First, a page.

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Hieronymus PRAETORIUS (1560–1629)
Motets in 8, 10, 12, 16 and 20 Parts (Operum Musicum Tomus Quartus, Hamburg, 1618)
Details after review.
His Majestys Sagbutts & Cornetts
Stephen Farr (organ)
Alamire [Grace Davidson, Fiona Fraser, Camilla Harris, Rachel Haworth, Katy Hill, Kirsty Hopkins (sopranos); Helen Charlston, Hannah Cooke, Martha McLorinan, Ellie Minney, Clare Wilkinson (altos); Guy Cutting, Steven Harrold, Nicholas Todd, Simon Wall (tenors); Richard Bannan, Gregory Skidmore (baritones); James Birchall, Tom Flint, William Gaunt, Robert Macdonald (basses)]/David Skinner
rec. St Augustine’s Church, Kilburn, London, 11–13 September 2018 (choir & ensemble) and Roskilde Cathedral, Denmark, 5 January 2019 (solo organ). DDD.
Texts and translations included.
Organ specification included.
INVENTA RECORDS INV001 [57:46 + 42:39] 

Inventa Records is a new offshoot of Resonus Classics, itself a fairly recent label and pretty inventive in its own right. This recording is of the polychoral music of Hieronymus Prętorius – very well-known and influential in his own day but now overshadowed by the other Prętorius, Michael, no relation. Other very good recordings of his music there have been, not least on Delphian recently (details below), but this new 2-CD set – a fairly short two CDs, it has to be admitted – will serve very well to demonstrate the reason for his contemporary fame. This seems to be the new home for the accomplished early music specialists Alamire, who have made some very fine recordings, much praised in these quarters, on the Obsidian label. The ‘recommended’ accolade is partly for the quality of the music, the performances, recording and presentation, and partly to celebrate the launch of the new label.

This music, from the first high tide of North German Lutheranism, is hardly less majestic than its Venetian models in the music of the Gabrielis, Monteverdi and their contemporaries, which circulated widely throughout Germany.

In most cases, these are the only currently available recordings. Some of the Christmas-related music has been recorded before on seasonal recordings as, for example, Angelus ad pastores ait on Baroque Christmas in Hamburg (CPO 777553-2: Bremer Barock/Manfred Cordes – Recording of the Month)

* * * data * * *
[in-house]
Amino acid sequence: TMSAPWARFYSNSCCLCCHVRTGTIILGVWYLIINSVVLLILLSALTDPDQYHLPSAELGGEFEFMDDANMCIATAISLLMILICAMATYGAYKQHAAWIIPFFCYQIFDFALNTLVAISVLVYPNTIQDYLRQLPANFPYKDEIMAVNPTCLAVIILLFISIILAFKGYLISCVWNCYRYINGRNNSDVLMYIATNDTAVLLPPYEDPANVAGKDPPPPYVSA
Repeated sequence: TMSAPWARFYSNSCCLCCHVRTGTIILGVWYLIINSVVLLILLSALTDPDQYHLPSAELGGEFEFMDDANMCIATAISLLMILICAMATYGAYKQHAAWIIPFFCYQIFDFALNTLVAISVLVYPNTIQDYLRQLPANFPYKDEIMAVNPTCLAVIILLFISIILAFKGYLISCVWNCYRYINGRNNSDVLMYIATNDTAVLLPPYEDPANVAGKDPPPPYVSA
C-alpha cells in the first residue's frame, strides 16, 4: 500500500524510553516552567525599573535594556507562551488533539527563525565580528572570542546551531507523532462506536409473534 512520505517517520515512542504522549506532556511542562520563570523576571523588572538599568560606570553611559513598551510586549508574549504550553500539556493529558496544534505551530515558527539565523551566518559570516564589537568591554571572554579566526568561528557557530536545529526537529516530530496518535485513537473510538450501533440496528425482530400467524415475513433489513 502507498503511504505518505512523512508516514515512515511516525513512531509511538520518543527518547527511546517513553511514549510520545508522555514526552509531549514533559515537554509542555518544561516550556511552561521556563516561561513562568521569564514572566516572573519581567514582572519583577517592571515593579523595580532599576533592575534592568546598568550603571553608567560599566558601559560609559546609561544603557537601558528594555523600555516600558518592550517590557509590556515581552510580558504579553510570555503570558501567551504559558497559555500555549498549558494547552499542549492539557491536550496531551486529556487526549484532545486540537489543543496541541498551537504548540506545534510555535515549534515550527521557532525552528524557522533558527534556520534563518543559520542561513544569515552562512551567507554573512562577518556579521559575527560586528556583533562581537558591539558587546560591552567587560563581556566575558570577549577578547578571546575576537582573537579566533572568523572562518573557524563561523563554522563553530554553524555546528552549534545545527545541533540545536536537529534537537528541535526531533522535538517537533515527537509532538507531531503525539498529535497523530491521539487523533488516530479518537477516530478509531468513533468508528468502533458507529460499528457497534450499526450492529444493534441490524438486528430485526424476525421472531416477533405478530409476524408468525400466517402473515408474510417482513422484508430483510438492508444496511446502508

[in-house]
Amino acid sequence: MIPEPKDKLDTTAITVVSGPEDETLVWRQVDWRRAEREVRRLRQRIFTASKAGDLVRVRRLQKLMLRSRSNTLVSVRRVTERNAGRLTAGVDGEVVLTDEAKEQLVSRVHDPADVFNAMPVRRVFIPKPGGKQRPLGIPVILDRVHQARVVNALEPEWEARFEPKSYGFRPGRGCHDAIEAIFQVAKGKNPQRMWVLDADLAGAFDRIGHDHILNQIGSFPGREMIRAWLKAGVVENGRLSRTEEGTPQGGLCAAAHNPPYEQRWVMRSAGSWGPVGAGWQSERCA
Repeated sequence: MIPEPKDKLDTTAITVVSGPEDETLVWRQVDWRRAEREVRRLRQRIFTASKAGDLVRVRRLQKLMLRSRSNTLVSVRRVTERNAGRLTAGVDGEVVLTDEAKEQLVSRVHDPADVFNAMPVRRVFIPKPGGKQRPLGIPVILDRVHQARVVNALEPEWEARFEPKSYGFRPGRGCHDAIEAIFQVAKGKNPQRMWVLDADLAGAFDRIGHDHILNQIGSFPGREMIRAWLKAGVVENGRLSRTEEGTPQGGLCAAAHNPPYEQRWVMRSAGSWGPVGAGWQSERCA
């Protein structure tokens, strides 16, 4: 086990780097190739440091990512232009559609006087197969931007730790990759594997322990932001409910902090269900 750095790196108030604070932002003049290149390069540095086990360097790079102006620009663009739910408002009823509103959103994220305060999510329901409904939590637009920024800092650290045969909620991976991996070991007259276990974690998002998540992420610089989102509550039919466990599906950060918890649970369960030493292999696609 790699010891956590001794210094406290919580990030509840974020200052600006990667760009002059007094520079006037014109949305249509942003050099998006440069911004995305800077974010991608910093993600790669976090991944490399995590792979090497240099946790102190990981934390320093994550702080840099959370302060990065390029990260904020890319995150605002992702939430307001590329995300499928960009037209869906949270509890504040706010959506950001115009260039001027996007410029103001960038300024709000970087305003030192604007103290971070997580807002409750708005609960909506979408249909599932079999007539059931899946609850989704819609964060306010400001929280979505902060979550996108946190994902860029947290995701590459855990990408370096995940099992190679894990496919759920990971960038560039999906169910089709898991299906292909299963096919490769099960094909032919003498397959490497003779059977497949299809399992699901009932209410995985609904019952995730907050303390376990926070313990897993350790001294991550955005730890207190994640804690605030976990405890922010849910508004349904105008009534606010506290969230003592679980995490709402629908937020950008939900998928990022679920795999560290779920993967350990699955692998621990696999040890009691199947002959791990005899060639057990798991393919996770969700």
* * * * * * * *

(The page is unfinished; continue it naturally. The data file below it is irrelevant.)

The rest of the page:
My only regret in recommending this recording is that Alamire did not add more of the wonderful music of Hieronymus Prętorius to these rather short CDs. Fortunately, I was able immediately to follow up with the Delphian recording mentioned above, on which his Missa Tulerunt Dominum is accompanied by music from his older South German contemporary Hans Leo Hassler, Lassus, Handl-Gallus and Andrea Gabrieli (DCD34208: Siglo de Oro/Patrick Allies – review). Having reviewed the Delphian from mp3, I was able to download the 24-bit version, with pdf booklet, from – it’s rather expensive at £13.99, but worth paying for the higher quality sound.

The chief competition, though here again there are only a handful of works in common, comes from a Hyperion recording of Prętorius Magnificats and other music (CDA6769: Cardinall’s Musick/Andrew Carwood – review). Johan van Veen’s approval of the Hyperion was mitigated by his dislike of the degree of vibrato employed. While I can see where he is coming from, I’m far less worried about that – I wonder, indeed, how much was actually tolerated in practice at the time. In any case, I imagine that my colleague would be happier on that score with the new Alamire recording.

In Laudate Dominum Carwood adopts a faster tempo than David Skinner, as does Manfred Cordes, directing Weser-Renaissance Bremen (CPO 999649-2, mid-price: Vesper for St Michael’s Day). In fact, the tempi on the new recording are all on the broad side. While a fast tempo certainly suits this music of praise, Alamire’s broader approach works even better; there’s nothing sluggish about this or any of the works on these CDs. Given the choice of just one Hieronymus Prętorius CD, I would choose the new Alamire recording even over the Cardinall’s Musick, but to have both and the Delphian would be better still.